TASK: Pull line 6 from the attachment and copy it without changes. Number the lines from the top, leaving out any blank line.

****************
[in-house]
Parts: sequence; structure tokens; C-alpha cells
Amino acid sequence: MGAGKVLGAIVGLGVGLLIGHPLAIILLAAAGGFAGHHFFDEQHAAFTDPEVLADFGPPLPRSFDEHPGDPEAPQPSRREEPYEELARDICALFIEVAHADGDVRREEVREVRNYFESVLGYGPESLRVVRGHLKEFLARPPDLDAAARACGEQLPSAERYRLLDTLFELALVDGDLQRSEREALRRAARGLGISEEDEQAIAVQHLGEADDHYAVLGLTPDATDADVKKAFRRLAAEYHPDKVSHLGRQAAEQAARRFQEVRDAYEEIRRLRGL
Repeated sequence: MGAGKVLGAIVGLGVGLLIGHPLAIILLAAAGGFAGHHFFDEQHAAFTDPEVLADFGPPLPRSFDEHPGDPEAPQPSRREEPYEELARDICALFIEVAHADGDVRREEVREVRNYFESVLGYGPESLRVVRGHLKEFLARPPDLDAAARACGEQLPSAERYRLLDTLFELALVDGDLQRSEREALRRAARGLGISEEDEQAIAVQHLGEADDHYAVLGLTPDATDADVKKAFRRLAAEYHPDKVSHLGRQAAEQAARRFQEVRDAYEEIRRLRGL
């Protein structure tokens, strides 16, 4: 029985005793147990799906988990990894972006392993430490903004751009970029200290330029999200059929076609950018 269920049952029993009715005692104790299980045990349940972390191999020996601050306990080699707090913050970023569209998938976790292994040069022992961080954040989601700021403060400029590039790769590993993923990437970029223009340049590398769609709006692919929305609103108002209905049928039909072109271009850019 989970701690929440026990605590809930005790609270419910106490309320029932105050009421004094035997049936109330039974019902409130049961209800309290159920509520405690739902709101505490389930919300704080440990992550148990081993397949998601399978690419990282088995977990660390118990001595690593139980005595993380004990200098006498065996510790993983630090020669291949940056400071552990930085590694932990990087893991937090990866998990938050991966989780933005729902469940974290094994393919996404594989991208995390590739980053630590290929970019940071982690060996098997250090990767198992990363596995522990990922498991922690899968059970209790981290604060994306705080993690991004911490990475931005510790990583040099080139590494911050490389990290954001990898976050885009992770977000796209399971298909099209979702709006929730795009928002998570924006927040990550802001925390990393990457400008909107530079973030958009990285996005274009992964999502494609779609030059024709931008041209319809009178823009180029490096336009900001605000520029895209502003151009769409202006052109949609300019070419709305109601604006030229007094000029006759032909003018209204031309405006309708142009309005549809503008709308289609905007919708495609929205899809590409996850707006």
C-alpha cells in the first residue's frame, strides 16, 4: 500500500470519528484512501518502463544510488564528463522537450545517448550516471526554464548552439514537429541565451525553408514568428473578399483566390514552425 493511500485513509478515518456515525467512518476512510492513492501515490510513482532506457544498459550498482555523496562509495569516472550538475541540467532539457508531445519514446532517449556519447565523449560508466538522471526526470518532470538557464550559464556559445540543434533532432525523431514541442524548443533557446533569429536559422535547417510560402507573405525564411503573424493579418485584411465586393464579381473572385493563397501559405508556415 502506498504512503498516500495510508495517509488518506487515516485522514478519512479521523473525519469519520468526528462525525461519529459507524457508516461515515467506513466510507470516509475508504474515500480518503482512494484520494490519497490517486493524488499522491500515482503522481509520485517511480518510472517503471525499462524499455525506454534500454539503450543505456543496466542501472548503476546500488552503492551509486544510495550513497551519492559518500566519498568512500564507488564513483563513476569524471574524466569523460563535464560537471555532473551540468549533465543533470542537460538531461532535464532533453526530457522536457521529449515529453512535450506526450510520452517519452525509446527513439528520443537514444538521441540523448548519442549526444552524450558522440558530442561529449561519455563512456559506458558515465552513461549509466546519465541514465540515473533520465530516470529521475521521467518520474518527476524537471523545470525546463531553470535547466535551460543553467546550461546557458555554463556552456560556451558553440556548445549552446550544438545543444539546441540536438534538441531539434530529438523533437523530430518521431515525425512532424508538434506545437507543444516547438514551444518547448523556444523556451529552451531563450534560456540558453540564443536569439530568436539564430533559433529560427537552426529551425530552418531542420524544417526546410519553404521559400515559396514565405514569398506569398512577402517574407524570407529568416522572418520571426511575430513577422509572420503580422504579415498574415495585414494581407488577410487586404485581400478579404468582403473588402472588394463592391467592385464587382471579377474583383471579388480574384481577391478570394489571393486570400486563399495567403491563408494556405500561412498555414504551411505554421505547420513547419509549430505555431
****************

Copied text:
C-alpha cells in the first residue's frame, strides 16, 4: 500500500470519528484512501518502463544510488564528463522537450545517448550516471526554464548552439514537429541565451525553408514568428473578399483566390514552425 493511500485513509478515518456515525467512518476512510492513492501515490510513482532506457544498459550498482555523496562509495569516472550538475541540467532539457508531445519514446532517449556519447565523449560508466538522471526526470518532470538557464550559464556559445540543434533532432525523431514541442524548443533557446533569429536559422535547417510560402507573405525564411503573424493579418485584411465586393464579381473572385493563397501559405508556415 502506498504512503498516500495510508495517509488518506487515516485522514478519512479521523473525519469519520468526528462525525461519529459507524457508516461515515467506513466510507470516509475508504474515500480518503482512494484520494490519497490517486493524488499522491500515482503522481509520485517511480518510472517503471525499462524499455525506454534500454539503450543505456543496466542501472548503476546500488552503492551509486544510495550513497551519492559518500566519498568512500564507488564513483563513476569524471574524466569523460563535464560537471555532473551540468549533465543533470542537460538531461532535464532533453526530457522536457521529449515529453512535450506526450510520452517519452525509446527513439528520443537514444538521441540523448548519442549526444552524450558522440558530442561529449561519455563512456559506458558515465552513461549509466546519465541514465540515473533520465530516470529521475521521467518520474518527476524537471523545470525546463531553470535547466535551460543553467546550461546557458555554463556552456560556451558553440556548445549552446550544438545543444539546441540536438534538441531539434530529438523533437523530430518521431515525425512532424508538434506545437507543444516547438514551444518547448523556444523556451529552451531563450534560456540558453540564443536569439530568436539564430533559433529560427537552426529551425530552418531542420524544417526546410519553404521559400515559396514565405514569398506569398512577402517574407524570407529568416522572418520571426511575430513577422509572420503580422504579415498574415495585414494581407488577410487586404485581400478579404468582403473588402472588394463592391467592385464587382471579377474583383471579388480574384481577391478570394489571393486570400486563399495567403491563408494556405500561412498555414504551411505554421505547420513547419509549430505555431